Critical Thinking Technology

If you are doing a task that requires deep and sustained thought, multi-tasking is detrimental."New Zealand researcher Paul Kearney measured multi-tasking and found that people who played a realistic video game before engaging in a military computer simulation showed a significant improvement in their ability to multi-task, compared with people in a control group who did not play the video game.In the simulation, the player operates a weapons console, locates targets and reacts quickly to events.However, 4th-graders students who reported using laptops or desktop computers "in some classes" outscored students who said they "never" used these devices in class by 13 points.That's also the equivalent of a year's worth of learning.Another study Greenfield analyzed found that college students who watched "CNN Headline News" with just the news anchor on screen and without the "news crawl" across the bottom of the screen remembered significantly more facts from the televised broadcast than those who watched it with the distraction of the crawling text and with additional stock market and weather information on the screen."If you're a pilot, you need to be able to monitor multiple instruments at the same time.If you're a cab driver, you need to pay attention to multiple events at the same time."Reading for pleasure is the key to developing these skills.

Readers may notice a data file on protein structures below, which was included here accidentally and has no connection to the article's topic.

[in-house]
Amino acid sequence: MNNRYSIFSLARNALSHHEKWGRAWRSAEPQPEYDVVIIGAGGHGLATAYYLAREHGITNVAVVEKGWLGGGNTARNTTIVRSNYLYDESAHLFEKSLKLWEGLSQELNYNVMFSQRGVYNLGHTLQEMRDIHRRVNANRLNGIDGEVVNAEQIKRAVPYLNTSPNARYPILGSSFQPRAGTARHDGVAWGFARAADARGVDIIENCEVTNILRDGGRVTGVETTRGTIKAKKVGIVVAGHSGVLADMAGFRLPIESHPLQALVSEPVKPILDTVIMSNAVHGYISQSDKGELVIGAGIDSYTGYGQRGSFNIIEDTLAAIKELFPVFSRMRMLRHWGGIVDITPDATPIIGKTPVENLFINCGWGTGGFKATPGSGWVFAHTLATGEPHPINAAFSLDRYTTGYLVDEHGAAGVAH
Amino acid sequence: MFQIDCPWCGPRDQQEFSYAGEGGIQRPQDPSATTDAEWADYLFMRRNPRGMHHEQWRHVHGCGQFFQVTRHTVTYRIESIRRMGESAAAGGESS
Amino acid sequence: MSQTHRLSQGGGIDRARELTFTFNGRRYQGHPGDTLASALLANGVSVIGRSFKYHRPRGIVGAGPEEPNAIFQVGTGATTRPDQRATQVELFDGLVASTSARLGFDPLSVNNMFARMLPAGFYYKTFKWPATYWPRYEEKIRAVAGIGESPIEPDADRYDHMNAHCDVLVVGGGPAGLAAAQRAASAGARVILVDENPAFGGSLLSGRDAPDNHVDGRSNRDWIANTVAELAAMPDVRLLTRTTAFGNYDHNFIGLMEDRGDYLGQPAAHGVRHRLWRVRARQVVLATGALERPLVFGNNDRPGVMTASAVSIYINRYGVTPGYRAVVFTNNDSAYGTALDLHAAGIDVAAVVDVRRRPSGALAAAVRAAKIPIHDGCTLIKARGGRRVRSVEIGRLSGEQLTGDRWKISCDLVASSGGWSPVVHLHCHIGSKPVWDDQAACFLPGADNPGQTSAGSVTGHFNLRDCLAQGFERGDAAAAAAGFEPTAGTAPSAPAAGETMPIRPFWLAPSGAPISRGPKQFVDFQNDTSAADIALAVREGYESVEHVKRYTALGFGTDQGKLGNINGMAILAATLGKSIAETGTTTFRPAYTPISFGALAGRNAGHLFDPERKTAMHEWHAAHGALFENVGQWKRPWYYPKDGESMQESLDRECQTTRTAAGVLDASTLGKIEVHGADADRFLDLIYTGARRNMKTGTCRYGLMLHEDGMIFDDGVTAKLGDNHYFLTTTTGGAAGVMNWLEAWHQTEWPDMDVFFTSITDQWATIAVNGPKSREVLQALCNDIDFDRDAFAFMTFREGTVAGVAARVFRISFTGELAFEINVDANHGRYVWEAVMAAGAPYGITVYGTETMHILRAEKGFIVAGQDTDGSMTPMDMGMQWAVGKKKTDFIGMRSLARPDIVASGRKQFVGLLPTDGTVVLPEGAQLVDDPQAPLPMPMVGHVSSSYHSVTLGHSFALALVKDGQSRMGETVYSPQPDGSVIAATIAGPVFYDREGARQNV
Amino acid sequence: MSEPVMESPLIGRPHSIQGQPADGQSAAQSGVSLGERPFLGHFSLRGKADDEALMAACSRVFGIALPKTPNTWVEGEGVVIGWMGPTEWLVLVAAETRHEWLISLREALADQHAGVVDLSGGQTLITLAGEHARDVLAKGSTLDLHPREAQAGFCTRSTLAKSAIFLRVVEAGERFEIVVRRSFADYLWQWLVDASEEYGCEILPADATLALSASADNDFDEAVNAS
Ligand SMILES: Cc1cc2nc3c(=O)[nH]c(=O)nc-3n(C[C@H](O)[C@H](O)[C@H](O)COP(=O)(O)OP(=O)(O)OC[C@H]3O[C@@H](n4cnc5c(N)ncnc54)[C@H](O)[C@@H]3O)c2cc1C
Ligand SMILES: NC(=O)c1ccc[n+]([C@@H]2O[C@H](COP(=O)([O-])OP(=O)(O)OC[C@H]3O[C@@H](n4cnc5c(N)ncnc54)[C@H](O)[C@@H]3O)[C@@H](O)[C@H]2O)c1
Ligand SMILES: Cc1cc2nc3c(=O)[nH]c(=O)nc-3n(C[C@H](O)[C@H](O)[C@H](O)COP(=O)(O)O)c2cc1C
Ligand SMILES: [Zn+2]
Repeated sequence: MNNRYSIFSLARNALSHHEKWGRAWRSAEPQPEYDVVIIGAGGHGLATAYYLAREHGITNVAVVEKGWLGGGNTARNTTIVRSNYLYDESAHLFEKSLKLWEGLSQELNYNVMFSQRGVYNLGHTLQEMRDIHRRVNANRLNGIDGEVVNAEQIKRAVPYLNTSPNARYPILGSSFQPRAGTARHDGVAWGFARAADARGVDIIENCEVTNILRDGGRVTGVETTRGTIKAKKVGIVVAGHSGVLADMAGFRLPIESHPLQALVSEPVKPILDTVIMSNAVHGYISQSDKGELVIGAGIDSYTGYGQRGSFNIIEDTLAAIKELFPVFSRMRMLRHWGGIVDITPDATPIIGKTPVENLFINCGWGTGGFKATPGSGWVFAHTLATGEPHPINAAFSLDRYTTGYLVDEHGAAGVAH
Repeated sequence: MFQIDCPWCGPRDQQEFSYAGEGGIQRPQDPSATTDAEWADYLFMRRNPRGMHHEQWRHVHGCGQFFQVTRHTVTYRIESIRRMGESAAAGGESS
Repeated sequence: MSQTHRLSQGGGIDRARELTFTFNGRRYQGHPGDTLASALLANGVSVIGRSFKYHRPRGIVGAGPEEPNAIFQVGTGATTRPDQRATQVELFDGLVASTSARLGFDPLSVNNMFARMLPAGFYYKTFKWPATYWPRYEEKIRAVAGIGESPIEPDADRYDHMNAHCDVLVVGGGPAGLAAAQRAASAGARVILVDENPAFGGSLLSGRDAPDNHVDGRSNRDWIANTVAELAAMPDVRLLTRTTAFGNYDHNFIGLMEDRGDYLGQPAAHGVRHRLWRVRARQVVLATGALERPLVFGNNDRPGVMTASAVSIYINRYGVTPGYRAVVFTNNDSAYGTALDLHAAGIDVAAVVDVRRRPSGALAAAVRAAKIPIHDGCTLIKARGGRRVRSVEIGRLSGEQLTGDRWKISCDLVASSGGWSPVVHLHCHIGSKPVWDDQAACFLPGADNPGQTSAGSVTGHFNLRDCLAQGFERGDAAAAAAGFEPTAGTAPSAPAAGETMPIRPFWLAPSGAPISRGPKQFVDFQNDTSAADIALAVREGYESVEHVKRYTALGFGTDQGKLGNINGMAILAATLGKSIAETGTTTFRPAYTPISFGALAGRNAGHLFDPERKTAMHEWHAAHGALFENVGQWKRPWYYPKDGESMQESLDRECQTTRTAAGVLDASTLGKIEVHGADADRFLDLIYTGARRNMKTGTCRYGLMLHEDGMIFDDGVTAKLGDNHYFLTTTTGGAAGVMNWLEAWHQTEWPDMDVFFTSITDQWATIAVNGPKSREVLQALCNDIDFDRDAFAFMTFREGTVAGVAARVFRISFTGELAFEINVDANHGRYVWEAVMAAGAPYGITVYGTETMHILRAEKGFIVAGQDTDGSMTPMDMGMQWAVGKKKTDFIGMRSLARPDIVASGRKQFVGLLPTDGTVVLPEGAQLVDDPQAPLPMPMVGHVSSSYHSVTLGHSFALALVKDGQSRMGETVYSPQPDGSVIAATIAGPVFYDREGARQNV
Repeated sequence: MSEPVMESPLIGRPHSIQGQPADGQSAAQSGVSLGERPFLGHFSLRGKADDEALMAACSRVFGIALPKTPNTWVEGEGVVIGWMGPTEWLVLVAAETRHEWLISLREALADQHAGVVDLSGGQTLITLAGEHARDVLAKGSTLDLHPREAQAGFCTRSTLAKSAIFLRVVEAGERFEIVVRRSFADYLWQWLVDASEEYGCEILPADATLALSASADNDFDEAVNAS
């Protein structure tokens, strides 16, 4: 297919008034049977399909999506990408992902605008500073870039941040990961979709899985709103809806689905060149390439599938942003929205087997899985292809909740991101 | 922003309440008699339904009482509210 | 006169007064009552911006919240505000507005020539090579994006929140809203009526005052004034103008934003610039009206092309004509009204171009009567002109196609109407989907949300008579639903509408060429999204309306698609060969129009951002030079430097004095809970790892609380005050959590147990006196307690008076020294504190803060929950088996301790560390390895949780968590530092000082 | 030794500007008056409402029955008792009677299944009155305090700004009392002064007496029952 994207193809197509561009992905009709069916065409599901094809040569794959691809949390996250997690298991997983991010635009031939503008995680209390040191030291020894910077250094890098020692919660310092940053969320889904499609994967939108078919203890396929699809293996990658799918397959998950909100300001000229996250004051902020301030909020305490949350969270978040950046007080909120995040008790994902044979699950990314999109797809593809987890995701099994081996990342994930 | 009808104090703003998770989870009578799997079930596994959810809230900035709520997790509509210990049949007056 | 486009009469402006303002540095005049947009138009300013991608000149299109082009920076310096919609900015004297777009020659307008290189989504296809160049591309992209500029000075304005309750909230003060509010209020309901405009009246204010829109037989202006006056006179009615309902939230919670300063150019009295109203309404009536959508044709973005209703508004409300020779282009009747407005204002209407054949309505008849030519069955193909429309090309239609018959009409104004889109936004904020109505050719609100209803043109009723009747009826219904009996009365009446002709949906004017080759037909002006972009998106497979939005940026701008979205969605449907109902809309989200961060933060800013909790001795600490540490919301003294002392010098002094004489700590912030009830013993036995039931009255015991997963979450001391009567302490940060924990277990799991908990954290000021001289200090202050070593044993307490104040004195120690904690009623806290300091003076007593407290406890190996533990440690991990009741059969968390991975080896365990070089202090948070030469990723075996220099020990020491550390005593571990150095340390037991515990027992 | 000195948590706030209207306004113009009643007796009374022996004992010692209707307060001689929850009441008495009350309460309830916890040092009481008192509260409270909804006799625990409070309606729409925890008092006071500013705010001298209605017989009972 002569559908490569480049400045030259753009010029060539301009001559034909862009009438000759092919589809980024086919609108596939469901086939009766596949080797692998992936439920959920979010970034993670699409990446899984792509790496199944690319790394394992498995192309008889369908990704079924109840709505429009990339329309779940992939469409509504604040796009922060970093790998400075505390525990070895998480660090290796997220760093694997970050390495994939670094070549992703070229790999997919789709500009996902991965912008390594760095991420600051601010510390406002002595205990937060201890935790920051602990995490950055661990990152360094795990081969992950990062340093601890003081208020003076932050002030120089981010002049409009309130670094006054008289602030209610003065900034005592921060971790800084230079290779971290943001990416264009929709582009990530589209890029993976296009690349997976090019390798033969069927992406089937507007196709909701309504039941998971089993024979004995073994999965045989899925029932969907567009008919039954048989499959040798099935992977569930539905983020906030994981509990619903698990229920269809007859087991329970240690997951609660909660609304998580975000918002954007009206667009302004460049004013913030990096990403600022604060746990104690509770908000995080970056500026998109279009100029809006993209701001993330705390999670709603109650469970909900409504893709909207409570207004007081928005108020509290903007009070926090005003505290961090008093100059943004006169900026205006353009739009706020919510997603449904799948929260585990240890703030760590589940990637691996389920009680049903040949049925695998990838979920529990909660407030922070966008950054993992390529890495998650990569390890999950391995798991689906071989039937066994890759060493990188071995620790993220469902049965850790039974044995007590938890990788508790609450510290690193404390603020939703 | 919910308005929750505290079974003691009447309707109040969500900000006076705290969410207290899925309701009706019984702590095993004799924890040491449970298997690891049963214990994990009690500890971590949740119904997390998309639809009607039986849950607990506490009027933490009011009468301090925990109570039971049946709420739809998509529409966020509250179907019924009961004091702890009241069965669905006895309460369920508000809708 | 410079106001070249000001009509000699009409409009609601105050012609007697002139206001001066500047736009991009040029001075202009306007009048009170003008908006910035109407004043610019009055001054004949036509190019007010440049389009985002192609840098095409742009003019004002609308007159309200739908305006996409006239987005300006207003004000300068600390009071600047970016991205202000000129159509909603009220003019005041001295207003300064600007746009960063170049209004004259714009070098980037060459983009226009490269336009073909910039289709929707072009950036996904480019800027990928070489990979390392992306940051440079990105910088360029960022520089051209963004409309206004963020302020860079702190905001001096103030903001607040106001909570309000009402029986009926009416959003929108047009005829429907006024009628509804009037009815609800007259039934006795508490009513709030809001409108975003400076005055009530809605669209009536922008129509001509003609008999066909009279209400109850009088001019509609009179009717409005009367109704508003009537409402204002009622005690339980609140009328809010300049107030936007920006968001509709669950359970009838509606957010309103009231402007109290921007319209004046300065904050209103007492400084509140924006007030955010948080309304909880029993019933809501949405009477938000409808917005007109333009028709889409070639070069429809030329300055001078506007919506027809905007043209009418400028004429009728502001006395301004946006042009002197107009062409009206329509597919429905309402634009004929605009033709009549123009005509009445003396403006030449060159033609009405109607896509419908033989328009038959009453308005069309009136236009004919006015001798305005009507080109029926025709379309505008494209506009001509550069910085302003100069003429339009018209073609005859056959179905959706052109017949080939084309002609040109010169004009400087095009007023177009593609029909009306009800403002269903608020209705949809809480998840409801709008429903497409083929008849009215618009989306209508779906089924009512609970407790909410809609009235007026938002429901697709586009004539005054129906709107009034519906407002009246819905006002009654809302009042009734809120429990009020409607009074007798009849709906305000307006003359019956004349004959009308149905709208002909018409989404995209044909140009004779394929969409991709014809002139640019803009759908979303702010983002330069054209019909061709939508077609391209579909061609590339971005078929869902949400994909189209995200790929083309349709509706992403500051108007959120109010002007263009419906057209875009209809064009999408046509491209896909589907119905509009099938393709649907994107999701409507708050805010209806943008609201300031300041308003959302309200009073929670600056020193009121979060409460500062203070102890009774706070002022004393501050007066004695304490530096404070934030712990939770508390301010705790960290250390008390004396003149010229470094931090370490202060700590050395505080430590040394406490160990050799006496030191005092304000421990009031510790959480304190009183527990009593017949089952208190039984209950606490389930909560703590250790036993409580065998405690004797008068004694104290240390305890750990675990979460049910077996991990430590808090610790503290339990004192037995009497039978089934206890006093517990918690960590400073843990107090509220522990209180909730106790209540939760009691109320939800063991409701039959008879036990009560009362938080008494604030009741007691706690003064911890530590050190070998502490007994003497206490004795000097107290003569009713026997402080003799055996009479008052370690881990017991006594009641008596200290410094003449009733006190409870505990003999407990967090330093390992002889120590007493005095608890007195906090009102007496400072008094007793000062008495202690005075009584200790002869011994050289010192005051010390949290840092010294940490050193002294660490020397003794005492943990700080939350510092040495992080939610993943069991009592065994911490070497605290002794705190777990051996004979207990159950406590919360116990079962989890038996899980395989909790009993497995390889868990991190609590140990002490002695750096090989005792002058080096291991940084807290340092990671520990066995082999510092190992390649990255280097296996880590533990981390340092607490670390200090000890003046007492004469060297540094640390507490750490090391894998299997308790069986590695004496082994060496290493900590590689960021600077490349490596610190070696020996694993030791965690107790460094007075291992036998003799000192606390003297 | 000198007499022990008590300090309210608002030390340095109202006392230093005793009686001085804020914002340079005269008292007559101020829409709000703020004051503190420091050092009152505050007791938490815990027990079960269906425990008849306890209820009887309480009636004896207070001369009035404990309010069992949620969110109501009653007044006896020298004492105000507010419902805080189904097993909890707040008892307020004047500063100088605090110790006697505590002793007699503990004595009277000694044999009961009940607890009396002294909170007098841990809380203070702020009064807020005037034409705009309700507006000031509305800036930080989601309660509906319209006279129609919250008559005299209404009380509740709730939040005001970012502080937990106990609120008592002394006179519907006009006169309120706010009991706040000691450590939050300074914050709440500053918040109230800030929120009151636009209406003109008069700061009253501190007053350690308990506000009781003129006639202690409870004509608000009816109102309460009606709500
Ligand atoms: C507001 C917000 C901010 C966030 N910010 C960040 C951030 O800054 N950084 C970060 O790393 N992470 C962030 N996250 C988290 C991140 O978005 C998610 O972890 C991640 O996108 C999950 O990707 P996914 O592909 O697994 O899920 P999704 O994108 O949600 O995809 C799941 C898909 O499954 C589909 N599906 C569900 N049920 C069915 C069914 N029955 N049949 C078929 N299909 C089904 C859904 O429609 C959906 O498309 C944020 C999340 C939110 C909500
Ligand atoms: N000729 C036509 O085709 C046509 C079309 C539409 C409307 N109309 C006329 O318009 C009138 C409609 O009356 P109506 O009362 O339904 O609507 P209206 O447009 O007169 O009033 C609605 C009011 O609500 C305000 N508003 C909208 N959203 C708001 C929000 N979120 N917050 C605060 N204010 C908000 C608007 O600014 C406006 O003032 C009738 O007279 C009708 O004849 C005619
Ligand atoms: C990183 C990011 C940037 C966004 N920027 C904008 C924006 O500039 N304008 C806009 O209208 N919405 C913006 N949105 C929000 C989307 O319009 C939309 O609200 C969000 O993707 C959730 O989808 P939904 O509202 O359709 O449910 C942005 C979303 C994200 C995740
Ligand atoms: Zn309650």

That's the equivalent of a year's worth of learning, according to the report.If you're in the military, you need to multi-task too," she said."On the other hand, if you're trying to solve a complex problem, you need sustained concentration.Does using technology in school actually help improve students' thinking skills? That's the question the Reboot Foundation, a nonprofit, asked in a new report examining the impact of technology usage.The foundation analyzed international tests, like the Programme for International Student Assessment or PISA, which compares student outcomes in different nations, and the National Assessment of Educational Progress or NAEP, which is given only in the U. and considered the "Nation's Report Card." The Reboot Foundation was started—and funded—by Helen Bouygues, whose background is in business, to explore the role of technology in developing critical thinking skills.Her research was published this month in the journal Science.Reading for pleasure, which has declined among young people in recent decades, enhances thinking and engages the imagination in a way that visual media such as video games and television do not, Greenfield said."No one medium is good for everything," Greenfield said."The best video game players made 47 percent fewer errors and performed 39 percent faster in laparoscopic tasks than the worst video game players."Visual intelligence has been rising globally for 50 years, Greenfield said.In 1942, people's visual performance, as measured by a visual intelligence test known as Raven's Progressive Matrices, went steadily down with age and declined substantially from age 25 to 65.As technology has played a bigger role in our lives, our skills in critical thinking and analysis have declined, while our visual skills have improved, according to research by Patricia Greenfield, UCLA distinguished professor of psychology and director of the Children's Digital Media Center, Los Angeles.Learners have changed as a result of their exposure to technology, says Greenfield, who analyzed more than 50 studies on learning and technology, including research on multi-tasking and the use of computers, the Internet and video games.

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